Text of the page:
Stock Video # 224-390-548 – Immigration / USA / 1930-1949
Stock Footage Bin: Immigration / USA / 1930-1949
*ユーゴのベストセラーとなった『帰郷』や第二次世界大戦直前に出版された『多くの国々』の本が並べられているので、おそらく１９４０年頃のビデオだろう。『多くの国々から』では、すでに、ユダヤ人医師の「苦境に立つ男」や、日系アメリカ人についての「日本人の顔をした若いアメリカ人」など人種的偏見、差別を描いていた。ここではそうしたことを語っている。Stock Video # 224-390-548 – Immigration / USA / 1930-1949
DeWITT ("PASHA") and ALICE STETTEN
Dear Alice & Pasha:
Twice within the memory of men now living
dreams have had a force strong enough to reshape the world. At this
moment it is the dream of personal power on the part "men of destiny"
that is dominant, that tumbles the Old World and its culture into
ruin and sends men scurrying in fear before it. This dream is a
Only yesterday it was anoter dream, a dream which set in motion the
greatest hope. The broad Atlantic became a common highway to the Land
of Promise, where people were needed and wanted. And they came from
many lands, a little lost, a little frightened, but eager-eyed,
possesed of high belief, the belief in the possibility of function, of
self-realization, of creativenes, of growth, of human worth.
But somewhere in the roar of our industrialism, somewhere in the
tension of our commercialism, that dream was all but lost, or confused
well-nigh beyond recognition. While at first the rich soil of the new
continent and the wealth beneath it were magic and yielded us a flashy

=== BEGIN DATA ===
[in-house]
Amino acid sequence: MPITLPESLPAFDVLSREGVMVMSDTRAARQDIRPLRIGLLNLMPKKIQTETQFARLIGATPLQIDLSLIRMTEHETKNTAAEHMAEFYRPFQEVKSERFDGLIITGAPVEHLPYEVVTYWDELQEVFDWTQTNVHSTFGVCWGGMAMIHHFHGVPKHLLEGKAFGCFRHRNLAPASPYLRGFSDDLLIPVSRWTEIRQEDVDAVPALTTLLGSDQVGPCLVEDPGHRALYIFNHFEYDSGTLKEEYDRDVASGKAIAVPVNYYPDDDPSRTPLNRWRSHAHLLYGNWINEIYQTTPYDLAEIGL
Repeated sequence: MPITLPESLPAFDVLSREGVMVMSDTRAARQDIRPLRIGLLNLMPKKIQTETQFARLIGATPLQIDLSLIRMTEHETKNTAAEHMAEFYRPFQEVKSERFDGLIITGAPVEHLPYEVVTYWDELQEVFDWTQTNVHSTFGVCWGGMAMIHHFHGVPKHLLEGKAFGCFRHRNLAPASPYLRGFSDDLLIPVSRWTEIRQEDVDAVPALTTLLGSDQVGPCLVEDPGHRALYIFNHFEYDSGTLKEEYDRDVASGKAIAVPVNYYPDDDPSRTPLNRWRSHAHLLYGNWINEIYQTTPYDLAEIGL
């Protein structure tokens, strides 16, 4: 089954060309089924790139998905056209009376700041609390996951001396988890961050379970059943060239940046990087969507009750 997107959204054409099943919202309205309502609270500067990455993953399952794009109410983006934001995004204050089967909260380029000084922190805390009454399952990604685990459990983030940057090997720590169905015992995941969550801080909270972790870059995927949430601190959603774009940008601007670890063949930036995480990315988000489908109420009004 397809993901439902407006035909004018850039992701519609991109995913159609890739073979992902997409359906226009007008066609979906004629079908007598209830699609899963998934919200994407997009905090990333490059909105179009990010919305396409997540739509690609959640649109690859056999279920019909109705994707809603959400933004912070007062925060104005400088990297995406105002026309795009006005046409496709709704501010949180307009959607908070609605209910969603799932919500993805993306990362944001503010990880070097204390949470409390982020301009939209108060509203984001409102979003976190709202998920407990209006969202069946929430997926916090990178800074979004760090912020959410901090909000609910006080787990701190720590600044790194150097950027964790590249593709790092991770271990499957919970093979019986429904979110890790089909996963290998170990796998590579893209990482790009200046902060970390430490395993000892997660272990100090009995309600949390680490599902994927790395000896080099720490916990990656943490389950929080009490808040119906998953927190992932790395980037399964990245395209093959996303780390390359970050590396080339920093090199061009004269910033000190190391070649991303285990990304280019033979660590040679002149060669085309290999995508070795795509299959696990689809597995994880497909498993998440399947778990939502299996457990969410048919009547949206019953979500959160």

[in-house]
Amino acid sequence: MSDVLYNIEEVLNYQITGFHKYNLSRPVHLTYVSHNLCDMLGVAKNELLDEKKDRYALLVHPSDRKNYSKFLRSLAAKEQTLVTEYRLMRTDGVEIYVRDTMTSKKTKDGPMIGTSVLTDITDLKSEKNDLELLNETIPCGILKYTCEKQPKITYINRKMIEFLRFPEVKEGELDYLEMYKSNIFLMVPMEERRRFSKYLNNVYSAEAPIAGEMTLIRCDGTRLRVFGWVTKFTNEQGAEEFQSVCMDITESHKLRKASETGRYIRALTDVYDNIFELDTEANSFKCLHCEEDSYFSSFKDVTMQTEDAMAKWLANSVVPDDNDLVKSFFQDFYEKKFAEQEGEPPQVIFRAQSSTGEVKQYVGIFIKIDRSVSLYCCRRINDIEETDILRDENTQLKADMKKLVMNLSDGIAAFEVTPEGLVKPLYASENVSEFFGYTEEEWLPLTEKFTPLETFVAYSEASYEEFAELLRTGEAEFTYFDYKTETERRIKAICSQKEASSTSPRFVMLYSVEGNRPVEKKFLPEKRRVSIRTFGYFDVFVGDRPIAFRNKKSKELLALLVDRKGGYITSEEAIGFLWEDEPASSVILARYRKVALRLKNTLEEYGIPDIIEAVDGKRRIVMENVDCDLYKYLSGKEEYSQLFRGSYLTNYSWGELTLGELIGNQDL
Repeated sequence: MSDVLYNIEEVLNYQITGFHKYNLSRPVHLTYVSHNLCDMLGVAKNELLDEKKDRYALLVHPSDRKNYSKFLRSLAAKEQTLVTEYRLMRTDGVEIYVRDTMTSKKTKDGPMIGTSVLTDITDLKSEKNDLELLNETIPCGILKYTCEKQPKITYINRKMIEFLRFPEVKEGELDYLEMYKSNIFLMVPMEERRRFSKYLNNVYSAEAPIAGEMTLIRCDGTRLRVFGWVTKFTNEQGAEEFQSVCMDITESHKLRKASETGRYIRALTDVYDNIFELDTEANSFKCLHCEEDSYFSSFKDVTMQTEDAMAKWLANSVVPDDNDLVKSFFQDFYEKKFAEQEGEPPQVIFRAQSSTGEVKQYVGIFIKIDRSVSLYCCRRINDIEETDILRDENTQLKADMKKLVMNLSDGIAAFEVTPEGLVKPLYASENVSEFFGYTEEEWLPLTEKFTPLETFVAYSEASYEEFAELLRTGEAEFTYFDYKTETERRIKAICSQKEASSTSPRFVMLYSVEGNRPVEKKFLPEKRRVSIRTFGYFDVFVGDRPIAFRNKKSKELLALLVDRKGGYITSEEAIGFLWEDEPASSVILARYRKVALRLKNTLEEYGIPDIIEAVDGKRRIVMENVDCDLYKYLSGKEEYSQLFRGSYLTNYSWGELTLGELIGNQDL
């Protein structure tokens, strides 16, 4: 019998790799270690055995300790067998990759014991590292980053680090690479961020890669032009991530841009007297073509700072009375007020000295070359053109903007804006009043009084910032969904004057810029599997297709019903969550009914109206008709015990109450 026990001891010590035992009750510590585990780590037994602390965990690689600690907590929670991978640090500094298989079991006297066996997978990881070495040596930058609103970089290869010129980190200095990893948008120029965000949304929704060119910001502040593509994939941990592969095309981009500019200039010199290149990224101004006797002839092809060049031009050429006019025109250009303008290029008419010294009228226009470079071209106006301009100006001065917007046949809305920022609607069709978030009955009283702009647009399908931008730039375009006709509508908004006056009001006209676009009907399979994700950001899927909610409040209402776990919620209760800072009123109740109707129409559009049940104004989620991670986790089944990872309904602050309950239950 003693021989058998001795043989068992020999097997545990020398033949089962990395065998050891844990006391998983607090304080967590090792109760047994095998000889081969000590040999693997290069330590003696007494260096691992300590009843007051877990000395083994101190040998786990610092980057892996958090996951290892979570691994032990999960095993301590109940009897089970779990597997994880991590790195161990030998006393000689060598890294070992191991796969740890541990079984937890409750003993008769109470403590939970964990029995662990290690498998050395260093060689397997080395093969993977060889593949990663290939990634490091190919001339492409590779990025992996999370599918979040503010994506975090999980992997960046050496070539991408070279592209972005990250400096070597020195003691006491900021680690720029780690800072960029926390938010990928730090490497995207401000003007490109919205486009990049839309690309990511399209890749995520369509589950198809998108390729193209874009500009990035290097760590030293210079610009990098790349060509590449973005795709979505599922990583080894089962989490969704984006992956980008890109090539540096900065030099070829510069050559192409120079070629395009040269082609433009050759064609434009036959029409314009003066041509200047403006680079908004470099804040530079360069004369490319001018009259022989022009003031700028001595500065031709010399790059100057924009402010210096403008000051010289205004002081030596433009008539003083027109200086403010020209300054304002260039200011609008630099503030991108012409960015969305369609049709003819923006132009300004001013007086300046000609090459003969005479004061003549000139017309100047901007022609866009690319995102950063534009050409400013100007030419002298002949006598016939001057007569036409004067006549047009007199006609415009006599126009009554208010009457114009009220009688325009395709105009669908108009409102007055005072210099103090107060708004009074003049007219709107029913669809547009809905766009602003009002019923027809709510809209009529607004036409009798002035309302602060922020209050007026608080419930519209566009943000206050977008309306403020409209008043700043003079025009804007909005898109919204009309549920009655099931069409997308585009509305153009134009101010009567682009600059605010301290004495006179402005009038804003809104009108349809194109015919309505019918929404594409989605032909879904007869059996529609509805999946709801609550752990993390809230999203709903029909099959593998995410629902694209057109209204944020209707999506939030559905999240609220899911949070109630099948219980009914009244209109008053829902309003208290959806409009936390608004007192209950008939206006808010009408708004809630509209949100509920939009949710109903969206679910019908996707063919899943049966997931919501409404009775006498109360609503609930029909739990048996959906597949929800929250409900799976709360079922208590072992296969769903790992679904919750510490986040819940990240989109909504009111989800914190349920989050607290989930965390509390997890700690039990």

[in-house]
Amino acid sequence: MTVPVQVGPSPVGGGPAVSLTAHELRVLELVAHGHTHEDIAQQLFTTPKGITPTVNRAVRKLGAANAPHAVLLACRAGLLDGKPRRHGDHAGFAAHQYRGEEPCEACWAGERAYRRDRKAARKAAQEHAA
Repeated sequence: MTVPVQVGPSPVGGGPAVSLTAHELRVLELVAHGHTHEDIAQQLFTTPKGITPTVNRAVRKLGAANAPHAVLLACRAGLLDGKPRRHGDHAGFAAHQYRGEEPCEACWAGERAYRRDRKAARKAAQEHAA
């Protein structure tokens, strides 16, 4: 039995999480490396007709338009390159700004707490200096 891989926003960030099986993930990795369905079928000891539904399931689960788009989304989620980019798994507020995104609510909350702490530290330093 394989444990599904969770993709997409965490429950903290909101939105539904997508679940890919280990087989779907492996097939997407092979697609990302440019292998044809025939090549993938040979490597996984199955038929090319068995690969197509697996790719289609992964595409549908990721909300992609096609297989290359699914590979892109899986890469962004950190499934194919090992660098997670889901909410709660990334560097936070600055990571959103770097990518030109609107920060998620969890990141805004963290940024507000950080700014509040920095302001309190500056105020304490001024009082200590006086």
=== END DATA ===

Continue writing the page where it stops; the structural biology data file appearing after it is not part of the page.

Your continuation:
surface growth and an oversupply of material power, we have never yet
flowered all-inclusively as a country and a culture.To a large degree
we are a rootless, bewildered, uncertain people. Life on a mere
economic plane, we have come to realize, has proved as impermanent,
shallow, and sterie as the lands of the Dust Bowel, and we fume and
blow fruitlessly in the winds of Depression. We have no deep tap roots
in a cultural past to give us continuity, stability.
Now here we are, in this fateful year of 1940, still a groping
people, splahed by the backwash of events in the Old World, our
thoughts and actions touched by hysteria; the strands of our
complicated ethnic past not yet interlaced into anything that gives
pattern and texture to our life as individuals and as a people. Here
and there the stuff in the "Melting Pot" has melted the pot. We eye
one anothe uneasily. We are on the defensive against ourselves. Here
is a danger of our own－perhaps unavoidable－making.
In the lands whence we come or stem civilization crashes into ruin,
and, watching from our ringside seats, we are appalled. But to be
appalled is no answer to anything. Within our American borders are
tens of millions of people who carry within them, whether they know it
or not, many of the things we bemoan losing－many of the things that
were lost in Europe long before the Second World War began－began, in
part, because they were lost in Europe.
We need lose them. They were brought here by the waves of
immigration. They are still here. We need to cease eyeing one another
uneasily and take a positive approach to meeting on common ground. We
need to take stock of our resources, embark upon self-discovery,
self-apparaisal and self-criticism, and come into our rich and varied
cultural heritage of democracy and the arts, of courageous and co-
A wareness is the first step in making these firmly our own. We
shall need them. Before us is the necessity of a tremendous effort. If
we do not exert ourselves now, the old dream that brought us here is